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Feeling you don’t belong – imposter syndrome in the workplace

So, why do you feel like an imposter, waiting to be ‘found out’?

If you’re a new manager, just started a new job, or taken on a new role or responsibilities, you don’t need telling there’s a lot to learn – a lot of changes to navigate. Any promotion or new position can be a quantum leap; not just in career terms but also in the level of uncertainty and risk you might be feeling.

However much you deserve it, it’s easy (at times) to believe that you don’t – the classic “I can’t do this!” feeling.

But really, you’ve been appointed/recruited/promoted because you have the skills, knowledge and experience to do the job. So, why do you feel like an imposter, waiting to be ‘found out’?

What is imposter syndrome?

Imposter syndrome is based on doubt – the doubt that you should be where you are, doing what you doing, with the people you’re doing it with. Central to imposter syndrome is the fear of boing ‘found out’. In the workplace, this the fear of being exposed as not fit for the job, or incompetent in some way. You feel like a fraud, having to fool your colleagues just to maintain your cover.

Common symptoms of imposter syndrome include:

  • Self-doubt (especially re: your relevant skills and competence)
  • Fearful of discovery
  • Lack of self-confidence
  • Difficulty accepting compliments/praise
  • A tendency to credit external factors for your success (“I was lucky!”)
  • Feeling isolated from colleagues and team members
  • The drive to be perfect (impossible, of course, but that’s the standard you’re holding yourself to)
  • A fear of failure
  • Reduced self-esteem
  • Feeling burnt out

In fact, according to research by Asana, more than 60% of knowledge workers have experienced imposter syndrome.

Why do you feel like an imposter?

What drives imposter syndrome? What mindset or internal script is playing out? Probably one of the following:

  • Perfectionist – the drive here is not so much on results as on process, doing it right. Even if someone praises the outcomes, a perfectionist will probably be telling themselves they could have done it better.
  • Expert – for anyone who is all about how much they know and what they can do, even a small lack of knowledge or expertise can throw them. And guess what, in a new situation (role, responsibility, etc.) nobody can know everything – that’s why it’s “new”.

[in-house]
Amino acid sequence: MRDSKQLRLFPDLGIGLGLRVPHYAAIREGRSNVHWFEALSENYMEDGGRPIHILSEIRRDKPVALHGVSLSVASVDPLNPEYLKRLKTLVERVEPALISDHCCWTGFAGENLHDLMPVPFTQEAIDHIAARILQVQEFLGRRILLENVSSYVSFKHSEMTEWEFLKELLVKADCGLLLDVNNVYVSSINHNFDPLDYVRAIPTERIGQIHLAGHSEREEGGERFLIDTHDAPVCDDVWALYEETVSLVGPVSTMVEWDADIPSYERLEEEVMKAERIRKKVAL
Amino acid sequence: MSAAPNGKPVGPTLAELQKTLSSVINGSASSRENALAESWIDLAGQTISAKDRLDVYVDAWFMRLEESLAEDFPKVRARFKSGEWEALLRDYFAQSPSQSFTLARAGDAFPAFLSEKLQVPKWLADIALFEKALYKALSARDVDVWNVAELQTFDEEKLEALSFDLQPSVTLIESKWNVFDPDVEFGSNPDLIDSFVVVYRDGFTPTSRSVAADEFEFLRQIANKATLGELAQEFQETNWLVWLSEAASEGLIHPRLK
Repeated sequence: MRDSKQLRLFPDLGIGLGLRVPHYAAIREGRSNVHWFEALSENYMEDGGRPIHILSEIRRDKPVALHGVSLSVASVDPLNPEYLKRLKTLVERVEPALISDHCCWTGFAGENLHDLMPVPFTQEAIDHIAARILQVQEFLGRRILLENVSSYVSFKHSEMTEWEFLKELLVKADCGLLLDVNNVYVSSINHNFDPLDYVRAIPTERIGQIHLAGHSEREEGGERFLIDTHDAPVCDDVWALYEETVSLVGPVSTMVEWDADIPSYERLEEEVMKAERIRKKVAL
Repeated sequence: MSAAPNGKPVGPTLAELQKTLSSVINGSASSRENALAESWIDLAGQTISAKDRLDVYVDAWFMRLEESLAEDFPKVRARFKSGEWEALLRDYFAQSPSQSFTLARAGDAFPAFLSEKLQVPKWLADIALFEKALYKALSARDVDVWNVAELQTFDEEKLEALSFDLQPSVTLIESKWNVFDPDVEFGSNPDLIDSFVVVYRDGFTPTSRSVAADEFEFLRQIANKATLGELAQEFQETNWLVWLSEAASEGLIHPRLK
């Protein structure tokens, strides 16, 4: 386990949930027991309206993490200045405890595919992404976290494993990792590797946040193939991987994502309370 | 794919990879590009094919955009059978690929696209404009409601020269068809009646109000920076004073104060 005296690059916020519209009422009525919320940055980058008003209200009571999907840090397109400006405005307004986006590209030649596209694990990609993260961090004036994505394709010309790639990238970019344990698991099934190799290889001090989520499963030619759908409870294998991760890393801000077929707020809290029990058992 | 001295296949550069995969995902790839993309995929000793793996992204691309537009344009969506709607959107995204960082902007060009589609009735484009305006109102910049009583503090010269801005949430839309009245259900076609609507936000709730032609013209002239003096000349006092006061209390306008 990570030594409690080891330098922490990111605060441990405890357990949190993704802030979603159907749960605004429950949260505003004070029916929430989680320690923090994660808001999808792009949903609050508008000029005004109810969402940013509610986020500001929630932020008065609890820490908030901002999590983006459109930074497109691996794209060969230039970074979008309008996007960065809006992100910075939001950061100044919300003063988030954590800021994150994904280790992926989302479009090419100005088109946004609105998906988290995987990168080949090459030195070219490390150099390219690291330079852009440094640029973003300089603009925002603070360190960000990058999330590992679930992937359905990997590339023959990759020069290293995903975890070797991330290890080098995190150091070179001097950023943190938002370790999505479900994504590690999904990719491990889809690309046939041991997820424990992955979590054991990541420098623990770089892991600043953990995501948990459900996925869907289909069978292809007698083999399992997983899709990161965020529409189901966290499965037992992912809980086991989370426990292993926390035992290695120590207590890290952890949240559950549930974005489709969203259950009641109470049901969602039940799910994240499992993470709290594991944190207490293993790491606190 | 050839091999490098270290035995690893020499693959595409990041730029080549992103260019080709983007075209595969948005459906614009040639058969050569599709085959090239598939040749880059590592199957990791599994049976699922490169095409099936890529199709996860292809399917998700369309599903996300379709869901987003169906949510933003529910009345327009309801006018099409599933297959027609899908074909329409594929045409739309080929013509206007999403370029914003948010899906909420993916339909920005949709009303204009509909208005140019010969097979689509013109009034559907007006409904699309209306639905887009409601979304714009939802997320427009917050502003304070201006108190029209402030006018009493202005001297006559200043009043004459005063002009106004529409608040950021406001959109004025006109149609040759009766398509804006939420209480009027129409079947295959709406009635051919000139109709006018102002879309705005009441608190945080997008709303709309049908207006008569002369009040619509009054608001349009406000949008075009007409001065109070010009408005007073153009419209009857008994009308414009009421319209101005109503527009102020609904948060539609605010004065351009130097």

• Naturally competent – some people are just good at stuff, picking up new knowledge and apparently applying it with ease. However, when such people don’t succeed on the first attempt, they can spiral into feeling like a failure.
  • Go it alone – some like to do everything themselves (a “If you want something done right, do it yourself” mentality). Unfortunately, that often means a reluctance to ask for help. And we all need help sometimes…
  • Juggler – if someone prides themselves on the number and breadth of roles and tasks they can handle at once, no matter how they excel across the board, if they drop just one of the balls they’re keeping in the air, they feel like a failure.


It’s an issue of confidence

Simply speaking, imposter syndrome is a question of confidence. All of the above ultimately stems from a lack of self-belief to some degree. And confidence is directly affected by self-talk. The question is, what are you telling yourself? What impression are you giving others around you? (your team, colleagues, bosses, customers/clients…?) Confidence is a question of perspective – as in, maintaining a realistic perspective and not one of the five mindsets mentioned above.

Support your confidence by:

  • Focusing on the facts
  • Understanding and acknowledging what you are feeling
  • Sharing with others how you’re feeling (and maybe accepting any help offered)
  • Learning from others (e.g. get yourself a mentor)
  • Reframing negative thoughts (e.g. to focus on what you can do/control rather than what you can’t)



  • When you have a win, celebrate it!


The experience of imposter syndrome is common (60+%, remember?) and it’s no reflection on your actual competence – after all, by definition, imposter syndrome is about feeling you can’t do ‘it’ when in fact you can.

give us a call

For more on this subject, Maximum Performance runs a 90-minute virtual workshop: “Imposter syndrome and how to deal with it”. You can learn more about the workshop here, or if you want to talk about what else Maximum Performance could offer, give us a call on 01582 463460 – we’re always happy to help.



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